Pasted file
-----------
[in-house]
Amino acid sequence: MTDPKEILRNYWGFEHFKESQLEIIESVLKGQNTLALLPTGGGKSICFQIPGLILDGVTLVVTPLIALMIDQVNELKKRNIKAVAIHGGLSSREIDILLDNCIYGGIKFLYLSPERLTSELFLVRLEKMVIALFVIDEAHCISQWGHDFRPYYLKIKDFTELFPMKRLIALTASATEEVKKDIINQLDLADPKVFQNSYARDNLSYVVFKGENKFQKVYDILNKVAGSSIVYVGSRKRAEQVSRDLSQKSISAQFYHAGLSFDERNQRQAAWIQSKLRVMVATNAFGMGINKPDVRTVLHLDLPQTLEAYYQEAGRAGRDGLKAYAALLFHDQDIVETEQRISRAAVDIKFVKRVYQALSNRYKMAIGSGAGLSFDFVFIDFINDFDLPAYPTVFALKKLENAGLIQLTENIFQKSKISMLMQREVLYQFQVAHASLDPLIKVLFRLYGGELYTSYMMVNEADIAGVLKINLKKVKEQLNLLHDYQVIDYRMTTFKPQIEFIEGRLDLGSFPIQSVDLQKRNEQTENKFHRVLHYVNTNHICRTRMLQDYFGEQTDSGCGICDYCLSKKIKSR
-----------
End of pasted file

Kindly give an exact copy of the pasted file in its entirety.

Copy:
[in-house]
Amino acid sequence: MTDPKEILRNYWGFEHFKESQLEIIESVLKGQNTLALLPTGGGKSICFQIPGLILDGVTLVVTPLIALMIDQVNELKKRNIKAVAIHGGLSSREIDILLDNCIYGGIKFLYLSPERLTSELFLVRLEKMVIALFVIDEAHCISQWGHDFRPYYLKIKDFTELFPMKRLIALTASATEEVKKDIINQLDLADPKVFQNSYARDNLSYVVFKGENKFQKVYDILNKVAGSSIVYVGSRKRAEQVSRDLSQKSISAQFYHAGLSFDERNQRQAAWIQSKLRVMVATNAFGMGINKPDVRTVLHLDLPQTLEAYYQEAGRAGRDGLKAYAALLFHDQDIVETEQRISRAAVDIKFVKRVYQALSNRYKMAIGSGAGLSFDFVFIDFINDFDLPAYPTVFALKKLENAGLIQLTENIFQKSKISMLMQREVLYQFQVAHASLDPLIKVLFRLYGGELYTSYMMVNEADIAGVLKINLKKVKEQLNLLHDYQVIDYRMTTFKPQIEFIEGRLDLGSFPIQSVDLQKRNEQTENKFHRVLHYVNTNHICRTRMLQDYFGEQTDSGCGICDYCLSKKIKSR